UNICEF NZ: The Global Goals forSustainable Development
UNICEF NZ: Transforming Our World - New Zealand, the Pacific and The Global Goals forSustainable Development
UNICEF New Zealand and the Council for International Development (CID) will co-host an event at Parliament on Tuesday, bringing together Members of Parliament, civil society and the NZ public, to explore the recently announced Global Goals for Sustainable Development.
Adopted by New Zealand and 192 other countries in New York at the end of September, the 17 Global Goals are universal and as such New Zealand will be expected to consider them in domestic and international policy and practice and to measure progress against the associated targets and indicators.
Ahead of the event, UNICEF NZ’s Executive Director, Vivien Maidaborn, posed the question, “What do the Global Goals mean for the average Kiwi? The answer is quite a lot as they will likely have a direct impact here in New Zealand and in our Pacific neighbourhood.
“Sustainable development starts and ends with safe, healthy and well-educated children. Without that strong foundation, longer term progress cannot continue.
"Our hope at UNICEF NZ is that the Global Goals become both a framework and a tool for use by our Government to tackle issues related to child poverty (Goal 1 - No Poverty), gender equality for women and girls (Goal 5 - Gender Equality), and violence and abuse towards children (Goal 16 - Peace and Justice).
“Likewise in the Pacific region, increased focus is needed on issues that adversely affect children such as the impacts of climate change (Goal 13 - Climate Action), access to education (Goal 4 - Quality Education) and access to safe water (Goal 6 - Clean Water and Sanitation).”
The Millennium Development Goals (MDGs) that launched in 2000 and end this year, have helped drive tremendous progress for children, proving how much can be achieved by galvanising global efforts around concrete, common goals.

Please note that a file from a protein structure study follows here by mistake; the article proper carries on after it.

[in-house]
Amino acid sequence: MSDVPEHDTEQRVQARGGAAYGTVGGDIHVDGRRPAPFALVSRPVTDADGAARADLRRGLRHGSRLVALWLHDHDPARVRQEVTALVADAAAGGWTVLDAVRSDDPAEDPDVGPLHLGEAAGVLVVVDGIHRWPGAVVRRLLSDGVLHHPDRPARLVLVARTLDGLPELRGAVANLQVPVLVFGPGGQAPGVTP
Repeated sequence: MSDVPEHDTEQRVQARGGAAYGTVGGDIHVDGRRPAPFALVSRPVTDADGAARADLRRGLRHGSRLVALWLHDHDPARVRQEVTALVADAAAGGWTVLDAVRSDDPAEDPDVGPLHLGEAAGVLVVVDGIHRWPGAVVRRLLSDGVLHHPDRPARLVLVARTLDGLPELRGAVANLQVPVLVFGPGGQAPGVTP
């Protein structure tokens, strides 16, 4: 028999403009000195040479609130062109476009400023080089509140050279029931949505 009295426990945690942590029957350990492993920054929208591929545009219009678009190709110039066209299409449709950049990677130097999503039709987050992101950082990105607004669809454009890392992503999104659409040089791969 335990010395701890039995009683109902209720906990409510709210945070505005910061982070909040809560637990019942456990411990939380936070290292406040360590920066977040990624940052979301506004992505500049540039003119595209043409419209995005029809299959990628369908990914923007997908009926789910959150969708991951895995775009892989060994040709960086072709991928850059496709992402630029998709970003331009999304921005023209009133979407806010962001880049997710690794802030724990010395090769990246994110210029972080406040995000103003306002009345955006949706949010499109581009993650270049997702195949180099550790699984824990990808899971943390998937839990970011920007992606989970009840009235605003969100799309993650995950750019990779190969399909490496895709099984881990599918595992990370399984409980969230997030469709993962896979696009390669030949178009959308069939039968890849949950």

We now live in a world where 53 percent fewer children die before their fifth birthday than did in 1990; where the number of people living in absolute poverty has been reduced by 900 million; where HIV and AIDS infection rates of children under 14 has been reduced by 58 percent since 2001; and where the rates of primary school attendance for girls are now equal to boys in many regions across the world.
While progress must be acknowledged, many challenges remain. Persistent gaps in opportunity – between rich and poor households, urban and rural communities, boys and girls, majority and minority groups – perpetuate vicious intergenerational cycles of deprivation and disadvantage and deepen rifts in society that harm us all.
Equity – a fair chance for every child to access the tools, services and skills they need to reach their full potential – must be a guiding principle in the implementation of theGlobal Goals.
Ms Maidaborn added, “We urge the NZ Government to ensure the implementation of the Goals from 1 January 2016 so that NZ can play its part in creating a better world for children.”
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